Appeal from the Circuit Court of Cook County, the Hon. John J.
Crowley, Judge, presiding.
JUSTICE MORAN DELIVERED THE OPINION OF THE COURT:
Rehearing denied March 30, 1984.
In a bench trial in the circuit court of Cook County, defendant, Durlyn Eddmonds, was convicted of murder and deviate sexual assault. Pursuant to section 9-1(d) of the Criminal Code of 1961 (Ill. Rev. Stat. 1979, ch. 38, par. 9-1(d)) the State requested a death penalty hearing. The court, sitting without a jury, found that there were present one or more of the aggravating factors set forth in section 9-1(b) and that there were no mitigating factors sufficient to preclude a sentence of death. (See Ill. Rev. Stat. 1979, ch. 38, par. 9-1(d).) The court sentenced defendant to death on the murder conviction and 40 to 80 years' imprisonment on the conviction of deviate sexual assault. The sentence of death was stayed (73 Ill.2d R. 609(a)) pending direct appeal to this court (Ill. Const. 1970, art. VI, sec. 4(b); Ill. Rev. Stat. 1979, ch. 38, par. 9-1(i); 73 Ill.2d R. 603).
In a statement taken by an assistant State's Attorney and transcribed by a court reporter, defendant, age 25, said that in the early morning of October 27, 1977, he called down to the alley below his apartment and asked Richard Miller, age 9, to come upstairs. He had seen the boy with two men, and when Richard came upstairs defendant noted that the boy was bleeding from his rectum. Defendant told Richard that he wanted to have anal intercourse with him as the other men had just done. He proceeded to clean him before having anal sex with him. During the act of intercourse the boy started to cry and asked defendant to stop because he was hurting him. In an effort to silence Richard, defendant pushed the boy's body face down into a pillow. Defendant later told the police that he did not want the boy to awaken his grandmother in the next room. During the act of intercourse, Richard stopped breathing. When defendant completed the act, he noticed "that the boy wasn't breathing properly." Defendant tried to revive him and, failing that, looked for a place to conceal the body. He put the body in a garbage dumpster in the alley below his apartment and threw the boy's clothes and the materials he had used in cleaning him up into a yellow garbage bag. Defendant scattered the bag and its contents in a nearby alley.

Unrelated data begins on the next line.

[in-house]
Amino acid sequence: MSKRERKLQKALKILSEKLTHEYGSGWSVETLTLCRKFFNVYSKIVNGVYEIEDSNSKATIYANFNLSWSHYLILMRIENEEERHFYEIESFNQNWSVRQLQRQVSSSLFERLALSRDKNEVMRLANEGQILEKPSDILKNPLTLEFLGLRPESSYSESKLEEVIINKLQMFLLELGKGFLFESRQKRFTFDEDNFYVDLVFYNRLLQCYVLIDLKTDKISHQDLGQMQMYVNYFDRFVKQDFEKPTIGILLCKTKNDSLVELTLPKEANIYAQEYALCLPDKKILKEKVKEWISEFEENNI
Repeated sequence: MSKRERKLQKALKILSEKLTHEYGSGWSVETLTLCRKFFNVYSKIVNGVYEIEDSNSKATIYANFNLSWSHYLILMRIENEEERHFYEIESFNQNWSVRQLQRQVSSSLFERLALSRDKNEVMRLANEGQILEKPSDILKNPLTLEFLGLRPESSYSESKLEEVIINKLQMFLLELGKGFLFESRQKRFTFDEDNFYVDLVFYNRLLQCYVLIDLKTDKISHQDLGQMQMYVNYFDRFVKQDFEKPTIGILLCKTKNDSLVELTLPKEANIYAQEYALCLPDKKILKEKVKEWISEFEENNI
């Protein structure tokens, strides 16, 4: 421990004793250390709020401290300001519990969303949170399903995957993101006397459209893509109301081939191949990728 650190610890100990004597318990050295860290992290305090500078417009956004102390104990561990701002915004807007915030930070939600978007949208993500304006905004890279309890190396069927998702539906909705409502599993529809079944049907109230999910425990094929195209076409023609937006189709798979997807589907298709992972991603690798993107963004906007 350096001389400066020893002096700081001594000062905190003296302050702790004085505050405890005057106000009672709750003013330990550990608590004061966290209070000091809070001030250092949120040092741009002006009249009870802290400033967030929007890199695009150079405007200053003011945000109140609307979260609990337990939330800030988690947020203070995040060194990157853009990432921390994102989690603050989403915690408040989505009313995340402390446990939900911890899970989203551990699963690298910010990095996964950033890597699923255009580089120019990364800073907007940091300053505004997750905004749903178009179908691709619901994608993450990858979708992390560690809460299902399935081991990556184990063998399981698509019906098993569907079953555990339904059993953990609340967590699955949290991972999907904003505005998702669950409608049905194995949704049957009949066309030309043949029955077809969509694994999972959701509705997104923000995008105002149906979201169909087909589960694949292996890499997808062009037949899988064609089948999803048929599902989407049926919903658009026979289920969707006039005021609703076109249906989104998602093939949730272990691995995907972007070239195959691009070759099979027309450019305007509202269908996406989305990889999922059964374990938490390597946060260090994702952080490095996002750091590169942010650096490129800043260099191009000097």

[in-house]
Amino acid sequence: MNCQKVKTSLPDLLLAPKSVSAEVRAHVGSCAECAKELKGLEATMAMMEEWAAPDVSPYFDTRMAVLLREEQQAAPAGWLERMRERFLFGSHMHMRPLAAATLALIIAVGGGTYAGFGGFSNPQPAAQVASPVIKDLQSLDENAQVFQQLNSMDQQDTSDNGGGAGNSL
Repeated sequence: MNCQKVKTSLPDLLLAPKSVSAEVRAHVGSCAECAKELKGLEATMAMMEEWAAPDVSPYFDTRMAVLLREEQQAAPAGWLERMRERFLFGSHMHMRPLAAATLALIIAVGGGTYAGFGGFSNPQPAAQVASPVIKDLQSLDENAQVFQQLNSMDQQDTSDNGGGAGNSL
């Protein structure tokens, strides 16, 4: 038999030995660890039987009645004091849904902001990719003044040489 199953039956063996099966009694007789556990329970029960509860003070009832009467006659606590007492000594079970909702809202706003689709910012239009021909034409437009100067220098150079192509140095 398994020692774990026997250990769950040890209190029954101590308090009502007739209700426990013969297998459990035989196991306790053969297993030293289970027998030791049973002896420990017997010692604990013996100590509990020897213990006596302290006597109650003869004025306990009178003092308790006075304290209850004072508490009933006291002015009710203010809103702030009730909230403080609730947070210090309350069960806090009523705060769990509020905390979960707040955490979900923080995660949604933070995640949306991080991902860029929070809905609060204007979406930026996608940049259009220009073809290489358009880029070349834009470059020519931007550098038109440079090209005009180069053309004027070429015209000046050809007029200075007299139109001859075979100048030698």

A latent fingerprint examiner for the Chicago police department testified that there were in excess of 12 points of comparison between the impressions found on a newspaper lying near the yellow garbage bag and defendant's right palm print. It was his opinion that the print found on the newspaper was the same as defendant's right palm print. There was also testimony, from a microanalyst from the Chicago police department, that the garbage bag found in the alley and the bags retrieved from defendant's apartment produced similar results when subjected to scientific analysis. The analyst also testified that a sock found in the bag had the same fiber content as one found on the landing of the porch directly in front of defendant's apartment and above the garbage dumpster. Dr. Robert Stein, chief medical examiner of Cook County, testified that he performed an autopsy and that the "cause of [Richard Miller's] death was suffocation in association with contusions and lacerations of the anus."
Defendant testified that a friend of his, Jerome Williams, had come to his apartment in a nervous state. After using the bathroom to clean up, Williams asked if he could use some plastic bags which were lying on defendant's bed. He asked defendant to obtain some heroin and then left the apartment. Defendant also left the apartment, purchased a half ounce of heroin, and gave it to Williams. Williams returned to defendant's apartment shortly after midnight. He was carrying a shopping bag which he took into defendant's bedroom and left there. Both men left the apartment. Defendant returned home at approximately 2:15 a.m. and went to sleep.